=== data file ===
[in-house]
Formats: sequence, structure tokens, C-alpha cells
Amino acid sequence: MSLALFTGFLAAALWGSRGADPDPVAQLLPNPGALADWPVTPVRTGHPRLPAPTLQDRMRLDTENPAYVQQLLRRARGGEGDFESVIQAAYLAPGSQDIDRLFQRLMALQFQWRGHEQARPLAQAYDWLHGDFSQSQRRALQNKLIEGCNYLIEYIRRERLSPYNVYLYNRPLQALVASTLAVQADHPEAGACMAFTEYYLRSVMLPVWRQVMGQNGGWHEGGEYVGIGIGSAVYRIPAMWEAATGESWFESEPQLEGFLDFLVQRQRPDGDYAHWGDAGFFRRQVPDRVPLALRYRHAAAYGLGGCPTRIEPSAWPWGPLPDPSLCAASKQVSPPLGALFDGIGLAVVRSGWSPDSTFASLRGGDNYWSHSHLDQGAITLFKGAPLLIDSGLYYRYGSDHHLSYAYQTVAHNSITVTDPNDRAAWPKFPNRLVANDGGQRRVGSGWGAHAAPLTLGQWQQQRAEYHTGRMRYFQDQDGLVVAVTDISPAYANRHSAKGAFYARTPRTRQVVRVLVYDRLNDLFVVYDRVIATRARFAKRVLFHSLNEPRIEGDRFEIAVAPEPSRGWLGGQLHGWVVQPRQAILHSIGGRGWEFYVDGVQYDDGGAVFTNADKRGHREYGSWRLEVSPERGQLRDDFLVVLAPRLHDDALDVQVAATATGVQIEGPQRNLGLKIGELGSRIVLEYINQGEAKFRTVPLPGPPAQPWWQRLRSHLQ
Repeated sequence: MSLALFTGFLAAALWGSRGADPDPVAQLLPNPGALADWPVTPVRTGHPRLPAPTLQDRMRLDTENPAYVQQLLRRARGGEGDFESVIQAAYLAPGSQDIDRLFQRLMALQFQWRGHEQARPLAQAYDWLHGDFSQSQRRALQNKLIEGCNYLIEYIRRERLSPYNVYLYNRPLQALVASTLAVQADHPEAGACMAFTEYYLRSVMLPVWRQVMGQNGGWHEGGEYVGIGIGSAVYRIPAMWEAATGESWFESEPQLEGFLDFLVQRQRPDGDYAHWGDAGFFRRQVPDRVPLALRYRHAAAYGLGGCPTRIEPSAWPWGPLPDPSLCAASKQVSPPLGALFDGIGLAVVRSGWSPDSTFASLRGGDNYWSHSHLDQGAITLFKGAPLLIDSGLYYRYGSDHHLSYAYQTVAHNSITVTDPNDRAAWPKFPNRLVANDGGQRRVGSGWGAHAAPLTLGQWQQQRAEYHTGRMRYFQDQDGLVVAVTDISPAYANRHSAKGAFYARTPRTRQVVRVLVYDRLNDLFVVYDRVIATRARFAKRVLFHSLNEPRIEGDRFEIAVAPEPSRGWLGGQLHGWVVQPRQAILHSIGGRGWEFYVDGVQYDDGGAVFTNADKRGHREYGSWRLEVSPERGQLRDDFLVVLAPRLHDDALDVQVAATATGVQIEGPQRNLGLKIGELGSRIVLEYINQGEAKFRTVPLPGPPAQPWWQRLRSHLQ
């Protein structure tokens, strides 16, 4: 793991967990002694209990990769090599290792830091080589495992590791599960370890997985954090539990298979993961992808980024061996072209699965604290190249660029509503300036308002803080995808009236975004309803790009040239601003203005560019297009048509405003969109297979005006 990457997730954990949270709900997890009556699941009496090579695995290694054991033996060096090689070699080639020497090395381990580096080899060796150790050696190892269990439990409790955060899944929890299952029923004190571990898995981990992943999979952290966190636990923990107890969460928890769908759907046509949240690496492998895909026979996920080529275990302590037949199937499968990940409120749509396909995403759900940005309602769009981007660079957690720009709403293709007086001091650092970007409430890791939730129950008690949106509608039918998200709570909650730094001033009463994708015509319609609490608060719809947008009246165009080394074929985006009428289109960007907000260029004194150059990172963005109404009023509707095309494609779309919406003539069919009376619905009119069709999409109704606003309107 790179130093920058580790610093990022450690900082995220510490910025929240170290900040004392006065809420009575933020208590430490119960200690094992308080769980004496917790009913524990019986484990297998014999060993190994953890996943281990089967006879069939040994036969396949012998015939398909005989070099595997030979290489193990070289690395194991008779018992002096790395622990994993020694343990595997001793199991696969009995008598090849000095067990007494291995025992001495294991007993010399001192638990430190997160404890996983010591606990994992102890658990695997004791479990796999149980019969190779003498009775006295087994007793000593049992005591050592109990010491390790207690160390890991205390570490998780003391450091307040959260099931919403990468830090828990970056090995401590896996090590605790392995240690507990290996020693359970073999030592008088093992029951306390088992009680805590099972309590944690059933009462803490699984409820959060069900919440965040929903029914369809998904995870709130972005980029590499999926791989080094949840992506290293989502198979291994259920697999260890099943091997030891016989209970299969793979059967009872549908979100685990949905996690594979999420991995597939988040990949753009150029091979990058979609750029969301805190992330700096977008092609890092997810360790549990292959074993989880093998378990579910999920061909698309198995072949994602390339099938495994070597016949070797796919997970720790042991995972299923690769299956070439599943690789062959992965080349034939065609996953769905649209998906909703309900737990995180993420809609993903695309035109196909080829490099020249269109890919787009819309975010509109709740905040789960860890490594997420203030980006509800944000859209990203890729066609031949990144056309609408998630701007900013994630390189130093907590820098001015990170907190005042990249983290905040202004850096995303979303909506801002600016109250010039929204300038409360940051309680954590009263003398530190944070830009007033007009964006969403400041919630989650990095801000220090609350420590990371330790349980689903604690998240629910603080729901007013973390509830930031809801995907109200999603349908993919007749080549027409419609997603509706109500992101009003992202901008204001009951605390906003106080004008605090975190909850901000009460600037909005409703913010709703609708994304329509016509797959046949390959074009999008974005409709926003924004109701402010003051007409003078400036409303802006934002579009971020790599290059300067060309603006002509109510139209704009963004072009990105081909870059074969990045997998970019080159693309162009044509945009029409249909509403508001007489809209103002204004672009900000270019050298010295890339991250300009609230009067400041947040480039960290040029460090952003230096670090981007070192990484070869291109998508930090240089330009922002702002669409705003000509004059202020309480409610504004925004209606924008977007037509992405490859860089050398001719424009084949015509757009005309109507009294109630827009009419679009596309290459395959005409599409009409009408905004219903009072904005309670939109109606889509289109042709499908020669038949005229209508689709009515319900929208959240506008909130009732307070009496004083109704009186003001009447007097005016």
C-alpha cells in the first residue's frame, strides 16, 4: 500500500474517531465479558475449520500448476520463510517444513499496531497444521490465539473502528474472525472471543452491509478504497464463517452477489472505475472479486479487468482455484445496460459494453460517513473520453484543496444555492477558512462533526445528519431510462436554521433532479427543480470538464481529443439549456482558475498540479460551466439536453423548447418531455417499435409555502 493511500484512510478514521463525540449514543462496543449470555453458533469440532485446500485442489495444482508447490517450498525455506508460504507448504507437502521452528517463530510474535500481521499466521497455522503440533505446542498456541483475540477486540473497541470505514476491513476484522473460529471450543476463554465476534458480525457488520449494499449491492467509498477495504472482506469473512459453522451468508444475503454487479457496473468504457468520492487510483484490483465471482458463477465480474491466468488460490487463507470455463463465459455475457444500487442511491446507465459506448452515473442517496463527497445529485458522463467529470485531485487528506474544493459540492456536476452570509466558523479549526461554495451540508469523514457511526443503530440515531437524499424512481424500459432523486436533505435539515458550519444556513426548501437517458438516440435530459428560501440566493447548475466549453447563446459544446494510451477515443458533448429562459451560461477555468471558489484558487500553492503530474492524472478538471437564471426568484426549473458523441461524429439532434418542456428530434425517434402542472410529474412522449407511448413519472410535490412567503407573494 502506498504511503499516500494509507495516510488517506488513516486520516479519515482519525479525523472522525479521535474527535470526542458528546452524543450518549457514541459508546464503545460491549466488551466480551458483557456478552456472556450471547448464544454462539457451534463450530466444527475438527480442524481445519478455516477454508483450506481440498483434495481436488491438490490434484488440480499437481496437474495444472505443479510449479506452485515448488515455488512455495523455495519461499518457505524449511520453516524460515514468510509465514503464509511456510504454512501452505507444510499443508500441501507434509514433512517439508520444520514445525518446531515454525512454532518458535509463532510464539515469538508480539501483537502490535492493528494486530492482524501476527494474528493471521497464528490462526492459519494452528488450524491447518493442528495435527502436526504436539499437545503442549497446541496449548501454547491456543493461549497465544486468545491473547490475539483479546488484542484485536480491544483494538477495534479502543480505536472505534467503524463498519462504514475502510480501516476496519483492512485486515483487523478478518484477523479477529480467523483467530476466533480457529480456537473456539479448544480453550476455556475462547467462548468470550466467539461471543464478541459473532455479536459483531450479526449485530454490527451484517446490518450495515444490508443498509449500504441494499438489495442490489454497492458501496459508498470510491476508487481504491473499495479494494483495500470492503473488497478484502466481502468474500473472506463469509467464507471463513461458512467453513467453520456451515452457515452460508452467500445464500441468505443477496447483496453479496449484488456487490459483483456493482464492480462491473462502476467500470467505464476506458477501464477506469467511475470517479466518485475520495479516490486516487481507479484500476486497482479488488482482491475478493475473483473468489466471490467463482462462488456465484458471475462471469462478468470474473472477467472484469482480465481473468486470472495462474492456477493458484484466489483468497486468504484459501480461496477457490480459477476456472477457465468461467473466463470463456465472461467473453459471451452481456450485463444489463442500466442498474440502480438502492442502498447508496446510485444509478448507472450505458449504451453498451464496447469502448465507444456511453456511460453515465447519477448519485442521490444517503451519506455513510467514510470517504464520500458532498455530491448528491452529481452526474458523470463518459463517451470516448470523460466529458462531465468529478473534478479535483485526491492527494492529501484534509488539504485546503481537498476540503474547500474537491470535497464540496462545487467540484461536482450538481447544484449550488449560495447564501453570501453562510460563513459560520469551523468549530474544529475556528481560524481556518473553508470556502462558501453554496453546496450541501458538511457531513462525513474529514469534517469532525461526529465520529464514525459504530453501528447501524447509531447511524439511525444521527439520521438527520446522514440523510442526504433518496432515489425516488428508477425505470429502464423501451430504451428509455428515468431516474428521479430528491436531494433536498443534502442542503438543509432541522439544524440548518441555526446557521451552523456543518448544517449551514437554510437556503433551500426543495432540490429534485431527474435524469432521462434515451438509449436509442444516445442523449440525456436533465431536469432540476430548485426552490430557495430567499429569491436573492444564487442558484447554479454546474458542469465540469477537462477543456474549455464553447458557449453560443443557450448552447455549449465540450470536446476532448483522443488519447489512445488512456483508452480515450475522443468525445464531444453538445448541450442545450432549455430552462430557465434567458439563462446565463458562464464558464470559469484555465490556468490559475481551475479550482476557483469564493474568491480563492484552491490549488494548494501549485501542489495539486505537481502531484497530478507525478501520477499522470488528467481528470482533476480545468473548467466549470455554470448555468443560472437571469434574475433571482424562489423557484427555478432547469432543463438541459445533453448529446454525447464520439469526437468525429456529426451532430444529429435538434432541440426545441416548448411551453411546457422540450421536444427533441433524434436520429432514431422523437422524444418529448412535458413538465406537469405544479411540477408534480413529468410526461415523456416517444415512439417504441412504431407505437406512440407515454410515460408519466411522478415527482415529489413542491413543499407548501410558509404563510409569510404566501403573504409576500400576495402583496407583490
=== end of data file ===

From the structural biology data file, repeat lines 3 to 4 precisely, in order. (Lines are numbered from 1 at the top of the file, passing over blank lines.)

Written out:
Amino acid sequence: MSLALFTGFLAAALWGSRGADPDPVAQLLPNPGALADWPVTPVRTGHPRLPAPTLQDRMRLDTENPAYVQQLLRRARGGEGDFESVIQAAYLAPGSQDIDRLFQRLMALQFQWRGHEQARPLAQAYDWLHGDFSQSQRRALQNKLIEGCNYLIEYIRRERLSPYNVYLYNRPLQALVASTLAVQADHPEAGACMAFTEYYLRSVMLPVWRQVMGQNGGWHEGGEYVGIGIGSAVYRIPAMWEAATGESWFESEPQLEGFLDFLVQRQRPDGDYAHWGDAGFFRRQVPDRVPLALRYRHAAAYGLGGCPTRIEPSAWPWGPLPDPSLCAASKQVSPPLGALFDGIGLAVVRSGWSPDSTFASLRGGDNYWSHSHLDQGAITLFKGAPLLIDSGLYYRYGSDHHLSYAYQTVAHNSITVTDPNDRAAWPKFPNRLVANDGGQRRVGSGWGAHAAPLTLGQWQQQRAEYHTGRMRYFQDQDGLVVAVTDISPAYANRHSAKGAFYARTPRTRQVVRVLVYDRLNDLFVVYDRVIATRARFAKRVLFHSLNEPRIEGDRFEIAVAPEPSRGWLGGQLHGWVVQPRQAILHSIGGRGWEFYVDGVQYDDGGAVFTNADKRGHREYGSWRLEVSPERGQLRDDFLVVLAPRLHDDALDVQVAATATGVQIEGPQRNLGLKIGELGSRIVLEYINQGEAKFRTVPLPGPPAQPWWQRLRSHLQ
Repeated sequence: MSLALFTGFLAAALWGSRGADPDPVAQLLPNPGALADWPVTPVRTGHPRLPAPTLQDRMRLDTENPAYVQQLLRRARGGEGDFESVIQAAYLAPGSQDIDRLFQRLMALQFQWRGHEQARPLAQAYDWLHGDFSQSQRRALQNKLIEGCNYLIEYIRRERLSPYNVYLYNRPLQALVASTLAVQADHPEAGACMAFTEYYLRSVMLPVWRQVMGQNGGWHEGGEYVGIGIGSAVYRIPAMWEAATGESWFESEPQLEGFLDFLVQRQRPDGDYAHWGDAGFFRRQVPDRVPLALRYRHAAAYGLGGCPTRIEPSAWPWGPLPDPSLCAASKQVSPPLGALFDGIGLAVVRSGWSPDSTFASLRGGDNYWSHSHLDQGAITLFKGAPLLIDSGLYYRYGSDHHLSYAYQTVAHNSITVTDPNDRAAWPKFPNRLVANDGGQRRVGSGWGAHAAPLTLGQWQQQRAEYHTGRMRYFQDQDGLVVAVTDISPAYANRHSAKGAFYARTPRTRQVVRVLVYDRLNDLFVVYDRVIATRARFAKRVLFHSLNEPRIEGDRFEIAVAPEPSRGWLGGQLHGWVVQPRQAILHSIGGRGWEFYVDGVQYDDGGAVFTNADKRGHREYGSWRLEVSPERGQLRDDFLVVLAPRLHDDALDVQVAATATGVQIEGPQRNLGLKIGELGSRIVLEYINQGEAKFRTVPLPGPPAQPWWQRLRSHLQ